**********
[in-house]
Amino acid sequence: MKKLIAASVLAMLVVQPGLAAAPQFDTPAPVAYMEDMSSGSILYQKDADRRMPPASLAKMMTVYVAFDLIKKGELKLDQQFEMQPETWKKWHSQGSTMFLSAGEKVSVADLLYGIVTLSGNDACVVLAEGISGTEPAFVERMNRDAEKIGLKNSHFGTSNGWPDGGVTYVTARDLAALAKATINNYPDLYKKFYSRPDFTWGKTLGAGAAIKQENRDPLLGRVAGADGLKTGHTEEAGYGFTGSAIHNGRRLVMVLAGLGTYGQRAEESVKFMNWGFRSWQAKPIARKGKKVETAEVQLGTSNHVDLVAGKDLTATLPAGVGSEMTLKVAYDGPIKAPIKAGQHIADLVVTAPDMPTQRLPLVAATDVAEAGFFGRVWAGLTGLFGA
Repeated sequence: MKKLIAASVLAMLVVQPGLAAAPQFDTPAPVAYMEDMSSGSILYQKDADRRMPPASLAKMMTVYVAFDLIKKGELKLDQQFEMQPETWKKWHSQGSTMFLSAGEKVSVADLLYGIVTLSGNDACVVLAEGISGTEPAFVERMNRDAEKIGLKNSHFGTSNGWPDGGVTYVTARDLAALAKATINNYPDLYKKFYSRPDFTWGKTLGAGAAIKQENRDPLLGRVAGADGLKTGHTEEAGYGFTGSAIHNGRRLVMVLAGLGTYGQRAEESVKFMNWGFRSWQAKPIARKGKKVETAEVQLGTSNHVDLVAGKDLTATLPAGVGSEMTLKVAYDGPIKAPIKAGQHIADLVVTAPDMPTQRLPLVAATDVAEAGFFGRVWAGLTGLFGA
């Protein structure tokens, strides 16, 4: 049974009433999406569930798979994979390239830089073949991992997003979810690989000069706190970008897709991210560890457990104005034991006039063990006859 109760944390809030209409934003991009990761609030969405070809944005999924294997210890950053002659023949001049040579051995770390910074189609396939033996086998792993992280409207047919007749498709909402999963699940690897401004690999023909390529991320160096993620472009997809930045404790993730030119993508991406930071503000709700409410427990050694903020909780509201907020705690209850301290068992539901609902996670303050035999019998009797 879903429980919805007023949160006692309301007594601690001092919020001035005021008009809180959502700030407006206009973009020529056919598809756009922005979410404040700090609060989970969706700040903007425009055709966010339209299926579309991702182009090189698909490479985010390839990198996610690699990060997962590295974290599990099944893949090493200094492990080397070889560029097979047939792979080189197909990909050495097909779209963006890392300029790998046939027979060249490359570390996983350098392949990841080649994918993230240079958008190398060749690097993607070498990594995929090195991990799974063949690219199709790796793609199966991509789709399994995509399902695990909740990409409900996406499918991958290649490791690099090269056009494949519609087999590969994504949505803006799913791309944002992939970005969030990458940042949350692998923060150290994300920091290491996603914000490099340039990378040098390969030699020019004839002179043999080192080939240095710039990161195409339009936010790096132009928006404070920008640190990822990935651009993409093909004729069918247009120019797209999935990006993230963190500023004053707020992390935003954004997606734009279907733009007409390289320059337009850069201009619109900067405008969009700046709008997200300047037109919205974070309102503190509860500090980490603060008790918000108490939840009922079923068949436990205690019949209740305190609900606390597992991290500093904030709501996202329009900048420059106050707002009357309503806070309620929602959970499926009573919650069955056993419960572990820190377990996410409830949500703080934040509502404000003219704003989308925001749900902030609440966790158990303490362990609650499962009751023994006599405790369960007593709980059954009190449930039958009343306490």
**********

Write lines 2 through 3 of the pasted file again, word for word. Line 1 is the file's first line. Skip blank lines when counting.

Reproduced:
Amino acid sequence: MKKLIAASVLAMLVVQPGLAAAPQFDTPAPVAYMEDMSSGSILYQKDADRRMPPASLAKMMTVYVAFDLIKKGELKLDQQFEMQPETWKKWHSQGSTMFLSAGEKVSVADLLYGIVTLSGNDACVVLAEGISGTEPAFVERMNRDAEKIGLKNSHFGTSNGWPDGGVTYVTARDLAALAKATINNYPDLYKKFYSRPDFTWGKTLGAGAAIKQENRDPLLGRVAGADGLKTGHTEEAGYGFTGSAIHNGRRLVMVLAGLGTYGQRAEESVKFMNWGFRSWQAKPIARKGKKVETAEVQLGTSNHVDLVAGKDLTATLPAGVGSEMTLKVAYDGPIKAPIKAGQHIADLVVTAPDMPTQRLPLVAATDVAEAGFFGRVWAGLTGLFGA
Repeated sequence: MKKLIAASVLAMLVVQPGLAAAPQFDTPAPVAYMEDMSSGSILYQKDADRRMPPASLAKMMTVYVAFDLIKKGELKLDQQFEMQPETWKKWHSQGSTMFLSAGEKVSVADLLYGIVTLSGNDACVVLAEGISGTEPAFVERMNRDAEKIGLKNSHFGTSNGWPDGGVTYVTARDLAALAKATINNYPDLYKKFYSRPDFTWGKTLGAGAAIKQENRDPLLGRVAGADGLKTGHTEEAGYGFTGSAIHNGRRLVMVLAGLGTYGQRAEESVKFMNWGFRSWQAKPIARKGKKVETAEVQLGTSNHVDLVAGKDLTATLPAGVGSEMTLKVAYDGPIKAPIKAGQHIADLVVTAPDMPTQRLPLVAATDVAEAGFFGRVWAGLTGLFGA